UN urges France to draw up plan for Calais mi­grants

The China Post - - INTERNATIONAL -

France needs to draw up a “civil emer­gency” plan to give dig­ni­fied ac­com­mo­da­tion to thou­sands of mi­grants who are camp­ing out in the north­ern city of Calais in the hope of cross­ing the Chan­nel to Bri­tain, the U.N. said Fri­day.

The U.N. refugee agency said for the past year it had been call­ing for an “ur­gent, com­pre­hen­sive and sus­tain­able re­sponse” by Europe as a whole, but es­pe­cially by French author­i­ties to the wors­en­ing asy­lum cri­sis and re­cep­tion con­di­tions in Calais.

“Let’s treat that as a civil emer­gency,” Vin­cent Co­chetel, head of UNHCR’s Europe di­vi­sion.

He stressed though that the emer­gency was a small one that could easily be ad­dressed if Paris was will­ing to do so.

“This is a man­age­able tion,” he said.

Some 3,000 mi­grants and refugees, in­clud­ing many flee­ing war and per­se­cu­tion in coun­tries like Syria, Libya and Eritrea, are camped out in a makeshift tent vil­lage in Calais wait­ing for a chance to cross to the UK in what Co­chetel de­scribed as “ap­palling con­di­tions.”

UNHCR also voiced “alarm” at the ris­ing death toll among peo­ple risk­ing their lives to at­tempt to

situa- cross the Chan­nel Tun­nel to Bri­tain, with at least 10 hav­ing per­ished since the be­gin­ning of June.

Co­chetel pointed out that both French and Bri­tish gov­ern­ments had been op­posed to set­ting up a large-scale re­cep­tion cen­ter in Calais for fear it would be­come a “mag­net” and at­tract more peo­ple.

But he stressed that this fear did not re­move their re­spon­si­bil­ity to find an ac­cept­able so­lu­tion, point­ing out that France could easily trans­form some of its many army bar­racks around the coun­try into proper re­cep­tion cen­ters.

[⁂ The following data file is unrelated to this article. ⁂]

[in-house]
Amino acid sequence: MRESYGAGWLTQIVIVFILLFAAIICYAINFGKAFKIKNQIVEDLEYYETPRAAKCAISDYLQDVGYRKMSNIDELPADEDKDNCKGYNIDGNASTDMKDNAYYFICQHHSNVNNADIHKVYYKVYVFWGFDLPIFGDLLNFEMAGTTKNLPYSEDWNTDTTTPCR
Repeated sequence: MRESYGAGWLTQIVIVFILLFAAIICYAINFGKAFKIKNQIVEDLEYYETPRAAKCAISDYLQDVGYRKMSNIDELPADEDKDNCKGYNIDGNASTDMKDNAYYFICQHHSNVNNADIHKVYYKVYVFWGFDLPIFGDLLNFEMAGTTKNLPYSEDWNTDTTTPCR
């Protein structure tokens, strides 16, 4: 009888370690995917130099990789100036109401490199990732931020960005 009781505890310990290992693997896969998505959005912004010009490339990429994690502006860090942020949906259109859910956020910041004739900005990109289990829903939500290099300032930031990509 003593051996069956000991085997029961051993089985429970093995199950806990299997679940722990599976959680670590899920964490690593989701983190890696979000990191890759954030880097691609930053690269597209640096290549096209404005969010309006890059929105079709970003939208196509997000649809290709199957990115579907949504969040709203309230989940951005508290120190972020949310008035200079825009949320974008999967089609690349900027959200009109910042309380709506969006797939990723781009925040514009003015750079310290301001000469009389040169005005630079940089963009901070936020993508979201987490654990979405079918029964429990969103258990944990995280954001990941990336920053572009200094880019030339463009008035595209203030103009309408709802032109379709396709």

UNHCR also de­manded that France ad­dress the “cur­rent sig­nif­i­cant de­lays” for any­one ap­ply­ing for asy­lum, with it tak­ing seven weeks for an asy­lum re­quest to even be reg­is­tered in the Calais re­gion and months be­fore ac­com­mo­da­tion is pro­vided.

He also crit­i­cized the lack of Bri­tish co­op­er­a­tion in deal­ing with the sit­u­a­tion, say­ing that Lon­don had re­fused to even con­sider ap­pli­ca­tions for le­gal trans­fer from France of asy­lum seek­ers with close ties to the coun­try.

While the se­cu­rity mea­sures be­ing put in place on both sides of the tun­nel are un­der­stand­able, Co­chetel in­sisted they were only a small part of the so­lu­tion.

“It is not just with more dogs and more fences that we are go­ing to solve Calais.

“We need a com­pre­hen­sive pack­age and we need a sus­tain­able re­sponse,” he said, point­ing out that “we have had that prob­lem for 14 years ... You don’t change ge­og­ra­phy. This will con­tinue.”


In this Wed­nes­day, Aug. 5 photo, Afghan Zubair Nazari, left, speaks with his friend Ab­dul­rah­man as they sit in­side their tent at a camp set near Calais, north­ern France. An es­ti­mated 2,500 mi­grants are cur­rently at the windswept camp sur­rounded by sand dunes that sprung up when a state-ap­proved day cen­ter for mi­grants was opened nearby. The ram­shackle en­camp­ment of tents and lean-tos is re­ferred to as the “jun­gle,” like the camps it re­placed.

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